Mega Doctor News
Recent South Texas College graduate Nicole Renee Resendez spent the last year balancing a full-time job while earning her bachelor’s degree.
Resendez, 22, was one of 13 students to earn a Bachelor of Science in Nursing this semester, joining over 2,400 other students who earned degrees and certifications in three ceremonies at the Bert Ogden Arena in Edinburg.
More than 300 bachelor’s degree candidates were among the graduates, nearing STC’s number of bachelor’s degree graduates to 4,000.
Her journey to STC first began when she was a high school student at Pharr-San Juan-Alamo Memorial High School.
“I’ve been granted so many opportunities here at STC, I’ve lost count,” Resendez said. “Even as a student in high school I was taking college courses at STC. It’s been six years, nonstop.”
Resendez said she became interested in the bachelor’s program when she was close to completing her associate degree in Nursing last year.
“I figured that since I already had the ball rolling on my education, I might as well keep going and finish,” Resendez said. “This past year in nursing school went by so fast.”
The program is designed to respond to the increased demand for baccalaureate-level nurses in Hidalgo and Starr counties by providing increased access to the Bachelor of Science degree to applicants who possess a current, unencumbered Registered Nurse (RN) License or an Enhanced Nurse Licensure Compact RN License.
Resendez was enrolled in the one-year course sequence and worked full-time as a pediatric home health nurse during the program.
“I was coming to campus during the day and working night shifts,” Resendez said. “It did have an effect on me in terms of my circadian rhythm and sleeping patterns. I also didn’t have much time with family and friends, but it’s safe to say that all those sacrifices I made were very much worth it in the end.”
The call to health care and the nursing field has always been with Resendez.
“I’ve always had that drive in me to help others and be there in times of need,” Resendez said. “There are moments in patients’ lives that may be stressful, may be their lowest days. And, to be there to help make their day better in any way that I can makes me satisfied and complete. It feels like I’m fulfilling my duty as a person.”
Among the sea of caps and gowns and cheering families, Resendez was excited to celebrate her achievements on graduation day with friends and family.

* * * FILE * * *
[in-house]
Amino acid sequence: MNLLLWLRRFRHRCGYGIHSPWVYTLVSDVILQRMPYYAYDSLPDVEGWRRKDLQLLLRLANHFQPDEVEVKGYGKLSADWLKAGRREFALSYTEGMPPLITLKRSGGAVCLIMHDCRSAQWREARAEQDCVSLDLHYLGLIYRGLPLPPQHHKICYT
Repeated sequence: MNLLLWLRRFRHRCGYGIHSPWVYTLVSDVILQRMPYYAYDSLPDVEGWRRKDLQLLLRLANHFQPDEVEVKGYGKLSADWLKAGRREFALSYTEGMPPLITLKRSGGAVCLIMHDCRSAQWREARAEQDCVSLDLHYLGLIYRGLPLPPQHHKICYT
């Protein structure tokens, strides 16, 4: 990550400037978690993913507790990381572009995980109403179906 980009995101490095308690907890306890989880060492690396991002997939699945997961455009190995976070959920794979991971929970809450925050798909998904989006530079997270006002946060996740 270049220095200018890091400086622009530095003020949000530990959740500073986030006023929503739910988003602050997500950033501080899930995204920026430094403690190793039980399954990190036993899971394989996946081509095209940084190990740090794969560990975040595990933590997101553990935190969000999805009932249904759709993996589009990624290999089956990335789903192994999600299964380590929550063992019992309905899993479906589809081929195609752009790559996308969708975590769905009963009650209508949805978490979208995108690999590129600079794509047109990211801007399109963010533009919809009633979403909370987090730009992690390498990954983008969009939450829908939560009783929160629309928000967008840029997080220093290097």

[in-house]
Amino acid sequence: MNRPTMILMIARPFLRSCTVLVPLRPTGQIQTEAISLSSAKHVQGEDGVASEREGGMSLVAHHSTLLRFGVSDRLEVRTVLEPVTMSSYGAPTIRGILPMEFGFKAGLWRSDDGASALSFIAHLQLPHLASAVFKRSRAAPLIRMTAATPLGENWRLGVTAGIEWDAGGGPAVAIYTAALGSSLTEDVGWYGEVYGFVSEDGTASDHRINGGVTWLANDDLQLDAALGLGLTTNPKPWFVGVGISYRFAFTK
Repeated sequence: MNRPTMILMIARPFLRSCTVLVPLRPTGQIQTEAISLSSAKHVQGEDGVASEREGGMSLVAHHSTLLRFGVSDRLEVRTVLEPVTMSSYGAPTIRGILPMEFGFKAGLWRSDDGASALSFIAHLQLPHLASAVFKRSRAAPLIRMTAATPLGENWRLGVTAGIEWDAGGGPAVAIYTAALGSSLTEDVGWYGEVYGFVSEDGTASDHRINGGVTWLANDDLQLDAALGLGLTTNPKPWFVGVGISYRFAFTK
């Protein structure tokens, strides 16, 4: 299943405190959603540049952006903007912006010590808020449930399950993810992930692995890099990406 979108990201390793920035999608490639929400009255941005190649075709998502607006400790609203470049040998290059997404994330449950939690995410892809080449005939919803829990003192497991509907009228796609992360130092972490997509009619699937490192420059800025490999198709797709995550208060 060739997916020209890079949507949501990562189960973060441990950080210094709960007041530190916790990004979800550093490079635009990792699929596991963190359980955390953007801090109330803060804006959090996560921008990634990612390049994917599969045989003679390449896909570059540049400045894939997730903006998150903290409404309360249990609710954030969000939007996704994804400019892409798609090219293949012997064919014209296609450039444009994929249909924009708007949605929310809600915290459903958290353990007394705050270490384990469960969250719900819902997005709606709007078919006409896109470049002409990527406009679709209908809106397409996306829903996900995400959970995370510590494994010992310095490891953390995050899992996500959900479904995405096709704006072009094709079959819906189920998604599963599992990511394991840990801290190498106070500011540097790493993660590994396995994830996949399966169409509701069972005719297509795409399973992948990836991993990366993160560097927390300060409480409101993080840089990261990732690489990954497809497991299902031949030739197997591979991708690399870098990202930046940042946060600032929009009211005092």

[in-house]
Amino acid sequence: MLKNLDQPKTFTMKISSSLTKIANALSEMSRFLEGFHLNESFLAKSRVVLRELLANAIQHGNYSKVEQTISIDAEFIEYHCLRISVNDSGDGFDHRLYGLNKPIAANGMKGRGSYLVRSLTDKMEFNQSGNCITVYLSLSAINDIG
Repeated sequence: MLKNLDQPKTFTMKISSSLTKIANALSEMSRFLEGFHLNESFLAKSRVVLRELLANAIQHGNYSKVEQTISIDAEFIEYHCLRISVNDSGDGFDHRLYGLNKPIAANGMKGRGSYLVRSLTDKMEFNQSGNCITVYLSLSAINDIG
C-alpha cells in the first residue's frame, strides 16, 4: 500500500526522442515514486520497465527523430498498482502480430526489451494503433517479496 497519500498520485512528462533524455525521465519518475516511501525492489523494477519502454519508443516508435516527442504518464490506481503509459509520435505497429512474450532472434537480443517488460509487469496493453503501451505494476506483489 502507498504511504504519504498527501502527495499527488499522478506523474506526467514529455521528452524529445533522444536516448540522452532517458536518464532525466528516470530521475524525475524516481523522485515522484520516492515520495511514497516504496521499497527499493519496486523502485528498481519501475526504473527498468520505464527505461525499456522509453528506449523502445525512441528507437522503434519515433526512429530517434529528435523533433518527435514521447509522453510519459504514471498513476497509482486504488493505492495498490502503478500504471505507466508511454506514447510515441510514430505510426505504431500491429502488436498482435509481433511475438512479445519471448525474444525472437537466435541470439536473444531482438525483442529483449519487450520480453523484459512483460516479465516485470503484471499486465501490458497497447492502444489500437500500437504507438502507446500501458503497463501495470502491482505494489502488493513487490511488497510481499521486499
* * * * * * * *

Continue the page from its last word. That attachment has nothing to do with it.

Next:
“I’m grateful to my mom and dad,” Resendez said. “They’re the ones who really encouraged me to keep pushing through and set an example for my younger sister. I wanted to earn my bachelor’s to set that example for my little sister and help pave that path for her. I encourage her all the time to keep pushing in school and take college courses. I even sit down with her and say, ‘If I can do it, you can do it.’”
Resendez is overjoyed to know she’ll now have a bit of time to recuperate and enjoy herself post-graduation.
“I feel like I have really gone nonstop,” Resendez said. “I think now’s the time to just take a break and enjoy myself a little bit before I get back into school and go for my master’s degree.”
Resendez said she has ambitions of one day becoming a certified nurse aid (CNA) or family nurse practitioner.
“I think higher education leads to more job opportunities, of course. Especially in hospitals,” Resendez said. “But it also gave me more in-depth knowledge regarding leadership and understanding diversity. It helped me learn how to take initiative and be a leader.”
Resendez said she remains grateful for all she’s learned at STC and hopes other nursing students consider enrolling in the bachelor’s program.
“I would say take the leap of faith,” Resendez said. “The jump is the scariest part. Once you complete your degree, the sacrifices you are currently making will pay off.”